Career Coach: Dealing with rejection and setbacks

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For those on the job hunt, there will inevitably be setbacks. But it’s how you deal with those setbacks that can prepare you for success and leadership in your career. Job seekers who demonstrate tremendous emotional resilience — to recover and adjust easily to misfortune or change — will be more likely to cope with the adversity and stress of the job search journey.

I just returned from a professional conference where I had the thrilling opportunity to listen to famed psychologist Albert Bandura speak to an audience of psychologists, practitioners and students about his observations regarding the dual role of resilience and self-efficacy. Self-efficacy is defined as one’s inner belief in one’s ability to succeed. According to Bandura, having both attributes allows individuals to meet and exceed the inevitable obstacles and inequities in life. He also noted that in business, politics and sports, many of our greatest and most influential leaders have suffered many rejections and failures along the way.

For example, name the famous leader who dealt with the following failures and setbacks throughout his career:

Lost his job.

Failed in his first attempt to obtain political office (state legislature).

Failed as a businessman (as a storekeeper).

Failed as a farmer.

Sweetheart died.

Had a nervous breakdown.

Defeated for in run for House speaker.

Defeated in run for nomination for U.S. Congress.

Lost re-nomination to Congress.

Rejected for land officer position.

Defeated in run for U.S. Senate.

Defeated in run for nomination for vice president.

Defeated again for U.S. Senate.

This was the journey that Abraham Lincoln took before successfully being elected president.

The following quote from basketball great Michael Jordan also underscores the importance of resilience and self-efficacy in career success: “I have missed more than 9,000 shots in my career. I have lost almost 300 games. On 26 occasions I have been entrusted to take the game-winning shot, and I missed. I have failed over and over and over again in my life. And that is why I succeed.”

Both of these leaders demonstrate the importance of believing in oneself, not giving up in the face of adversity, and learning from mistakes and setbacks.

Don’t feel embarrassed or ashamed by rejection notices or silence from recruiters. Embrace such letdowns as an important part of life. Stay confident and optimistic.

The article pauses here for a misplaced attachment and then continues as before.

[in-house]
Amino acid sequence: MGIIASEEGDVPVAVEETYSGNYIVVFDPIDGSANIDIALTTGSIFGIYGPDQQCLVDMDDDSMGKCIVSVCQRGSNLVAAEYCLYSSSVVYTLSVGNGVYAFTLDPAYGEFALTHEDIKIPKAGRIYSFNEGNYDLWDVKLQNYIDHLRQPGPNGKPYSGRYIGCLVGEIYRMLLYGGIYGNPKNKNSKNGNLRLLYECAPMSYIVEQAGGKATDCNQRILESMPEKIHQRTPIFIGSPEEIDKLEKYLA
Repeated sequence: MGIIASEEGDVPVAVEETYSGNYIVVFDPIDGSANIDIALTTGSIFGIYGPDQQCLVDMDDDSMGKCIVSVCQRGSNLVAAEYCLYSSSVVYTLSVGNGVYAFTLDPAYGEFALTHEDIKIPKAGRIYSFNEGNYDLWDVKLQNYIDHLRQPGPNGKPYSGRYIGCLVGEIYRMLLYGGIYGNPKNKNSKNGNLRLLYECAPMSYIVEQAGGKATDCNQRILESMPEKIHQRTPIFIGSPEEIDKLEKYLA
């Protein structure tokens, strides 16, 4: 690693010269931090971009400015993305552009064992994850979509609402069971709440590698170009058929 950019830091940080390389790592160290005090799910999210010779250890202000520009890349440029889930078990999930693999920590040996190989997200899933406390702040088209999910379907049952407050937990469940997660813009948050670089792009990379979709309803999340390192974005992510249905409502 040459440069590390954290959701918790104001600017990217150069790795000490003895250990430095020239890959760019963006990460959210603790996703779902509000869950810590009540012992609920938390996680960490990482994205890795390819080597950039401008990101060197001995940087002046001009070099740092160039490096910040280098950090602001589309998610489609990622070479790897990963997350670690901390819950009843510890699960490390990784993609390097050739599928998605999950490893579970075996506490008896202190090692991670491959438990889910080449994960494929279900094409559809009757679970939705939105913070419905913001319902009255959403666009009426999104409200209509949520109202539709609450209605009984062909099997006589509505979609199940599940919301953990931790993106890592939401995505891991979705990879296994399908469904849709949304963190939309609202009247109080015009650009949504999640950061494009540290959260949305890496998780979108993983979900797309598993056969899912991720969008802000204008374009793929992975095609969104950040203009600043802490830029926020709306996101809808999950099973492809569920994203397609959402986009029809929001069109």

Another way to turn rejection around is to mentally reframe the situation by embracing a sales mind-set. Successful sales people know that every rejection brings them one step closer to success.

Treat your job search as a game where the goal is to go out and actually try to get rejected. Orville Pierson, a career coach and author, recommends using a sheet of graph paper to make an “X” in one of the squares every time you are rejected. According to Pierson, “Your job is to fill the sheet with X’s. Before you fill the sheet you will have a new job.”

Using this technique, Pierson has found that the average job seeker is rejected by 24 decision makers before being hired. This technique is similar to an exercise that my colleagues and I use when teaching an MBA course on executive power and negotiation. We ask students to make requests from others until they receive 10 “nos.” Through this fun exercise, among the various insights gained, students learn to become comfortable with rejection.

Rejection is a major part of the job hunt, so don’t take it personally. Instead, grab your graph paper, get mentally tough and let the game begin! Although your number could be higher or lower, remember your goal is to see how many rejections you can collect. Keep in mind that every “no” gets you one step closer to the “yes” associated with the job offer you desire. By treating your job search as a game, you might even have some fun in the process.

Jeffrey Kudisch is managing director of the Office of Career Services at the Robert H. Smith School of Business and a faculty expert in leadership, negotiations and human capital management. He has a Ph.D. in industrial and organizational psychology and he co-founded Personnel Assessment Systems, a human resource consulting firm specializing in executive assessment and leadership development.

 
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